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Poll: Texans skip, delay medical care as affordability, access worsens

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Roz Brown

(Texas News Service) More than half of those who responded to a new Texas health care poll said it is becoming more difficult to afford, and the number of those who do not have a primary care doctor is alarmingly high.

The annual Episcopal Health Foundation survey showed health care affordability and access is a growing crisis in Texas.

Brian Sasser, chief communications officer for foundation, said the number of Texans who said they cannot afford to see a doctor when they are sick is on the rise.

"In the five years we've been doing the poll, this is the highest level," Sasser pointed out. "Almost seven out of 10 say they've skipped or postponed some sort of treatment or care because of cost."

Sasser noted another 40 percent said they have had difficulty paying a medical bill. For Texans younger than 65, 66 percent said they do not have a primary care provider. He added those with chronic medical conditions or poor health are more likely to face nonmedical issues such as unaffordable housing, limited access to healthy food and no place to exercise.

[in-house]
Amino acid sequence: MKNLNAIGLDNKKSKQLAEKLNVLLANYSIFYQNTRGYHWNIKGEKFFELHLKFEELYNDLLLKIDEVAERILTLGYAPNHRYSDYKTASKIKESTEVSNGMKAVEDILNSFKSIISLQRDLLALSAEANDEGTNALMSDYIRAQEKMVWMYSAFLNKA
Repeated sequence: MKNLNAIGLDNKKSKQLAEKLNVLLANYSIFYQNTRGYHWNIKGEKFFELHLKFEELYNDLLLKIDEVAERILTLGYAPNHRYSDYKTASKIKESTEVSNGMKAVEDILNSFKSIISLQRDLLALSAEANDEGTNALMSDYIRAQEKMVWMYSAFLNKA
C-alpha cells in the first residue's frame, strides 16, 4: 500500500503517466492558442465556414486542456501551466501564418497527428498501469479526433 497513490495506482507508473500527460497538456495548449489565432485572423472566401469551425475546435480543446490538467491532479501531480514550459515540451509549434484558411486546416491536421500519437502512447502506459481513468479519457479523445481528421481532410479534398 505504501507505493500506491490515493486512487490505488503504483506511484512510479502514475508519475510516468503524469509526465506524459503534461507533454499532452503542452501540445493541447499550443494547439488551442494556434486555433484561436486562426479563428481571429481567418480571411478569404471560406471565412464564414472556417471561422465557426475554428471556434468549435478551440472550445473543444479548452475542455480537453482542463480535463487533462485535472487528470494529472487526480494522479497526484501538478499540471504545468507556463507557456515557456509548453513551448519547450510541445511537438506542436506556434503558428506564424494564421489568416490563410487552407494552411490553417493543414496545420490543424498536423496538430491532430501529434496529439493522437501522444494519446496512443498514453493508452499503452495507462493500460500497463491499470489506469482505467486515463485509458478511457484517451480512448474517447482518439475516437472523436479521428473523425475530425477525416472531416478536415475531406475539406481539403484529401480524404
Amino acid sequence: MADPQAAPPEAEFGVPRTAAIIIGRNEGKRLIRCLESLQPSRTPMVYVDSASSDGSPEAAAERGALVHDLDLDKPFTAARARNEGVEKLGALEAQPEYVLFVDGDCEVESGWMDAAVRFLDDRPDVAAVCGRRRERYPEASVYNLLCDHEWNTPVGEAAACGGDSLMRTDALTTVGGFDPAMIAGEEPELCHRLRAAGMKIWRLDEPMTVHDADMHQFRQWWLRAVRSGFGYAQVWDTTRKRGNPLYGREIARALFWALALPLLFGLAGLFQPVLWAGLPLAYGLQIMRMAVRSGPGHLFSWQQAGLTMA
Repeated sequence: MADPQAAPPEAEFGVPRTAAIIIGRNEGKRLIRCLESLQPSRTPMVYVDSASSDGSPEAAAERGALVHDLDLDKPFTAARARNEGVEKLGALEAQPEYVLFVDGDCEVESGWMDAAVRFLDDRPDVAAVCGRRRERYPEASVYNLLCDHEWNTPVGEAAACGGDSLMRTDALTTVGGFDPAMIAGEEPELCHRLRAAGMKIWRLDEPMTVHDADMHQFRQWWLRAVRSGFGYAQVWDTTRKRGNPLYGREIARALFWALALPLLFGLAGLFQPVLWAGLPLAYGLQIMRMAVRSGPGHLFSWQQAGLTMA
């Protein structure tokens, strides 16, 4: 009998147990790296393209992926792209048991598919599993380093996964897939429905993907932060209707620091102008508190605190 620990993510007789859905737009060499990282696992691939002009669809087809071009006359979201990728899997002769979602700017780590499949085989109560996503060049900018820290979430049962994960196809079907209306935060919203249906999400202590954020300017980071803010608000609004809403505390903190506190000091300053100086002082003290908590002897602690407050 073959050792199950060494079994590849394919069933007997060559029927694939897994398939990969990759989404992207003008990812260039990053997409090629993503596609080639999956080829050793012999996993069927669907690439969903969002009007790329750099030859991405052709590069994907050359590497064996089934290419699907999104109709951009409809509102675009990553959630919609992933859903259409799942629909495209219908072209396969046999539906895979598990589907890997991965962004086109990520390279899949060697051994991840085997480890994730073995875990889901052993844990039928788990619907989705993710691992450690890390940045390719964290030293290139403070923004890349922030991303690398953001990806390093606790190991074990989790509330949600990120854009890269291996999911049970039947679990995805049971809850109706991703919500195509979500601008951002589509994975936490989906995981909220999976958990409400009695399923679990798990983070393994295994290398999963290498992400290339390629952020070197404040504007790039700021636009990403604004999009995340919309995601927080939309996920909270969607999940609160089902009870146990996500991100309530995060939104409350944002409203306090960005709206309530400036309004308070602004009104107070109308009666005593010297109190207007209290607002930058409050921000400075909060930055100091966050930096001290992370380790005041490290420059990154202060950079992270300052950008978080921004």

After waiting to see if their condition improves, many who are uninsured seek out an emergency room when they are sick, even though early detection or diagnosis often leads to better outcomes. The poll found 42 percent of Texans skipped a recommended medical test or treatment and 35 percent did not get a prescription filled due to the costs.

"There's even documentation during the pandemic when people did not seek care, delayed care because of concerns about getting COVID or whatever, that 60 percent of those people who delayed care got worse," Sasser emphasized.

Similar to other states, hundreds of thousands of Texans were stripped of pandemic-mandated Medicaid coverage this year, and Sasser worries affordability and access to health care will have deteriorated even more by 2024.